Detroit Emergency Manager Grants Mayor Control Over Water Department

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Detroit Emergency Manager Grants Mayor Control Over Water Department

Teddy Wilson

Although Mayor Mike Duggan promises to have a "new plan shortly" to address the city water department's highly criticized effort to collect delinquent bill payments, activists who have been protesting the shutoffs remain unconvinced that the change in leadership will have any tangible results.

Read more of our coverage on the Detroit water shutoffs here.

Nearly two weeks after a rally attended by at least a thousand people protesting water shutoffs in Detroit, which led to a 15-day suspension of new service cancellations, emergency manager Kevyn Orr issued an order giving Mayor Mike Duggan control over the city’s water department, the Associated Press reported Tuesday.

Duggan promised to have a “new plan shortly” to address the highly criticized effort to collect delinquent water bill payments. However, activists who have been protesting the shutoffs remain unconvinced that the change in leadership will have any tangible results.

“This order ensures a common focus on customer service and sound management practices that reflects the city’s commitment to refocusing its efforts to help DWSD [Detroit Water and Sewage Department] customers get and remain current on their water bills,” Orr said in a statement, according to the Detroit Free Press.

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In March, the DWSD launched an effort to collect about $119 million in delinquent payments from more than 150,000 customers and reduce the department’s $5.7 billion debt load. Since then, 17,000 residents have had their water shut off, including 7,556 residents in April and May and another 7,210 residents in June alone.

“I’ve heard complaints from many Detroiters who are trying to make payment arrangements, but who have faced long waits on the telephone or long lines at the DWSD offices,” Duggan said during the announcement. “We’ve got to do a much better job of supporting those who are trying to do the right thing in making those payment arrangements.”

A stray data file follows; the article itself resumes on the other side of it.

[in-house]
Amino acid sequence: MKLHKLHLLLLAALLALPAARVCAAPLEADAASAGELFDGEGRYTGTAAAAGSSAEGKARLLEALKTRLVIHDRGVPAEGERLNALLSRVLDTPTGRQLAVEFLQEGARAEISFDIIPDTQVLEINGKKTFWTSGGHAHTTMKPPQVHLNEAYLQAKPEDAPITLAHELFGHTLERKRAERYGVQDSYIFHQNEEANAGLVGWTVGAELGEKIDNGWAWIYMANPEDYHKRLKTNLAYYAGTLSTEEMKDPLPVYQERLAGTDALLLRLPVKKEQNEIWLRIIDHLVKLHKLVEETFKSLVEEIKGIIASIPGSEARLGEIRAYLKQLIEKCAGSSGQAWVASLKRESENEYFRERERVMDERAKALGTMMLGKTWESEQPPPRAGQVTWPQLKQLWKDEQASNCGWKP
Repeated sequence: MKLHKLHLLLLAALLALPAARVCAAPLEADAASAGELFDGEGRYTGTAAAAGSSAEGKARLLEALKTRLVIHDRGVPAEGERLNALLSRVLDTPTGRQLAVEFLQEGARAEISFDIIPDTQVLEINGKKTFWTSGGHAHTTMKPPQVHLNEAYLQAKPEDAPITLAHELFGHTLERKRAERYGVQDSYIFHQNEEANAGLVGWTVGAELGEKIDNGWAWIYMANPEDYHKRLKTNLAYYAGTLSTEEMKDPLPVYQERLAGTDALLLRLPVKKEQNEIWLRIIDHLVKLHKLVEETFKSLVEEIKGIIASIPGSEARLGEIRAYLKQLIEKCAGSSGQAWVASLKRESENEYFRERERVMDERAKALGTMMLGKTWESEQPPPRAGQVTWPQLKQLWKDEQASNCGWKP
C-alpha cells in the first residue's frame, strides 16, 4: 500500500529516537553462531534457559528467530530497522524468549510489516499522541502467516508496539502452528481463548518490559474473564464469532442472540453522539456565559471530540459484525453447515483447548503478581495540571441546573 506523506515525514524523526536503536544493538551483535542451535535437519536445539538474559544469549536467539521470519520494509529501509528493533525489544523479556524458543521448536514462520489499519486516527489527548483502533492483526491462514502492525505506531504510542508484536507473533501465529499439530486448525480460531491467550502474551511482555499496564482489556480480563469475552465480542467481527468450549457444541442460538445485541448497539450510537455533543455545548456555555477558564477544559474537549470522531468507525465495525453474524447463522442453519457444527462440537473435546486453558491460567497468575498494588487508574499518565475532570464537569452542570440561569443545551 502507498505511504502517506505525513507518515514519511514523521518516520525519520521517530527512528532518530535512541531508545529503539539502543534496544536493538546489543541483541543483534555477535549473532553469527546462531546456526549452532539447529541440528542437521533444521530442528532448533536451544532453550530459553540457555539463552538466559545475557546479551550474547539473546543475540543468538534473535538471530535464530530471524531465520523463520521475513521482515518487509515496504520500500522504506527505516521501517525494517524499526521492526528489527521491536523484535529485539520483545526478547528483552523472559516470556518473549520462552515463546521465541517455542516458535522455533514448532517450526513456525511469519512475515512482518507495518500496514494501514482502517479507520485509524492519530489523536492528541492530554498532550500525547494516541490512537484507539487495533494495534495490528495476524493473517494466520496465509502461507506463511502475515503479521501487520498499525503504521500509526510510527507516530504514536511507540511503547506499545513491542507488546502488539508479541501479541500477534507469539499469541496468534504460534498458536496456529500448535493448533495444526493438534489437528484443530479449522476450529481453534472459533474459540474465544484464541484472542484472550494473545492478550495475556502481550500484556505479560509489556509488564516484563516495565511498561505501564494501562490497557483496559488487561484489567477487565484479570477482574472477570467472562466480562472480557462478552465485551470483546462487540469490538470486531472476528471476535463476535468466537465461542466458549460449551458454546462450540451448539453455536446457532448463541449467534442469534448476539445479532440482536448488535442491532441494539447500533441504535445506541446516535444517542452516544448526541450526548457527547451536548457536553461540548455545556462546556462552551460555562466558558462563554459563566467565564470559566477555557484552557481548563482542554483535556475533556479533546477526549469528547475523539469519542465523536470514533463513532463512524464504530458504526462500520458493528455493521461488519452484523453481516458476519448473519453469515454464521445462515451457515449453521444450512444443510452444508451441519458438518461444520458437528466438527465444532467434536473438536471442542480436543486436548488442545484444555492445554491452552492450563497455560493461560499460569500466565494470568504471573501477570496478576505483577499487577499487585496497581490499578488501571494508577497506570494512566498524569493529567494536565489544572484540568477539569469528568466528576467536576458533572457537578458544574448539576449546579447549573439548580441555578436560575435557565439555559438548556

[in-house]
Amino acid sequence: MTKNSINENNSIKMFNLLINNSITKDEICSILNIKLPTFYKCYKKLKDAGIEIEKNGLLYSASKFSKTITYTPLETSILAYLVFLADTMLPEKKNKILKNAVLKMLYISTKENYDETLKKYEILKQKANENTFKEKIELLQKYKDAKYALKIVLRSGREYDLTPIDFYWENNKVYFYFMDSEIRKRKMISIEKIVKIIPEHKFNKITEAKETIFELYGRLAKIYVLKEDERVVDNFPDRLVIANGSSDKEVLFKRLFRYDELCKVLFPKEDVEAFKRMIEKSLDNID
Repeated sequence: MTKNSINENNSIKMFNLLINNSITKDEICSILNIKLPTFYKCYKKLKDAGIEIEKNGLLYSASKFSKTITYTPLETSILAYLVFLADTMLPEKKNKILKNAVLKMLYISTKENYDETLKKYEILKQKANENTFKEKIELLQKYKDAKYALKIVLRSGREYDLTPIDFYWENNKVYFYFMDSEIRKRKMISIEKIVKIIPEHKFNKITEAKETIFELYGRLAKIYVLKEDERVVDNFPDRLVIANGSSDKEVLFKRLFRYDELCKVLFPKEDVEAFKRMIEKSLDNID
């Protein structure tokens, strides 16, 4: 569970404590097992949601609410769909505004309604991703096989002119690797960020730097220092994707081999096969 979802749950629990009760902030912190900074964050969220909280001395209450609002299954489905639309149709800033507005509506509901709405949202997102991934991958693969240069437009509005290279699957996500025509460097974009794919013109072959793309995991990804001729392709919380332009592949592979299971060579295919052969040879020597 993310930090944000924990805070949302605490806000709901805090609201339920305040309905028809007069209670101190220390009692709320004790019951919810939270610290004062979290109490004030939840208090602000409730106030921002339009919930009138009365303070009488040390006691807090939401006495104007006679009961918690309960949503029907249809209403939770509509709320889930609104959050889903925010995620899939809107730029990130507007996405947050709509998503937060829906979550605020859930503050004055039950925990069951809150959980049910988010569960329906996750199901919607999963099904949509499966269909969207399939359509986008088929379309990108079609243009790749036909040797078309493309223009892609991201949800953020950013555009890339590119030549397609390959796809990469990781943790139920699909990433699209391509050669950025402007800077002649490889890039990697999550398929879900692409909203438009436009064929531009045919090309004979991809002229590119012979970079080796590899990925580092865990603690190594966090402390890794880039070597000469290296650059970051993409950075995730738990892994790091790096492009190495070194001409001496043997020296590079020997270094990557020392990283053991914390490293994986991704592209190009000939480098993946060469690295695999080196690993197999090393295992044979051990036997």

Council member Mary Sheffield previously told Rewire that her office has received several calls from people who have been paying their bills but are still getting shutoff notices. “People are also complaining about vacant homes with running water that can help drive up cost, that the department is now seeking residents to pay for,” said Sheffield.

Human rights organizations also have raised concerns that the shutoffs are punishing low-income residents specifically. A report from Demos characterized the program as “mass enforcement to discipline the people” and as a “misuse of the right to deny service.” Moreover, the United Nations released a statement saying that “disconnecting water from people who cannot pay their bills is an affront to their human rights.”

The department’s aggressive collection efforts have led advocates and local organizations to form the People’s Water Board Coalition, which is advocating for access to and the protection and conservation of water for Detroit residents. The coalition comprises a number of community groups, including social justice, environmental, labor, and conservation organizations.

Shea Howell of the Boggs Center and Detroiters Resisting Emergency Management (which is a member of the People’s Water Board Coalition), told Rewire in a statement that the shift in leadership of the water department back to an elected official is a welcome change. “It is obvious that the emergency manager is unable to respond in a humane, fair, swift, and effective way in the face of a mounting human crisis and international embarrassment,” said Howell.

During a recent protest, residents called for a moratorium on all water service shutoffs. However, after a moratorium was put in place activists remained skeptical. “As excited as I am about the 15-day moratorium, I am under no illusion that the struggle has been won,” Tawana Petty previously told Rewire.

“The change was probably more abrupt than it needed to be,” Duggan told WXYZ-TV Detroit. “We’re going to do our best to distinguish between those who genuinely are delinquent and can pay and we are going to treat them appropriately.”

Duggan said that his office is building a plan with the DWSD that will assist residents in need of financial help, and will shorten wait times for those seeking to make payment arrangements for delinquent bills. More advanced warning on water shutoffs, more outreach to the community, and a gathering of more resources for low-income residents also will be a part of the plan.

“I’m really focused right now on improving support to those who want to make payment arrangements or those who are in need, and so I expect in the next week we will come out with a plan jointly with the water department and we will address it more effectively than it has been so far,” said Duggan.

Howell says it remains to be seen if the mayor will be able to address the situation any better than the emergency manager. “Thus far his responses have been disappointing and do not show any understanding of the dimensions of the human suffering that is going on nor of the systemic collapse of the efforts to see water as a revenue source, not a human right,” said Howell.

“His most egregious comments continue to make it sound as though this crisis is the result of a few people who are choosing not to pay their bills,” Howell continued. “He is attempting to turn one Detroiter against another at the very moment when public leaders should be encouraging turning to each other for support and sustenance and safety.”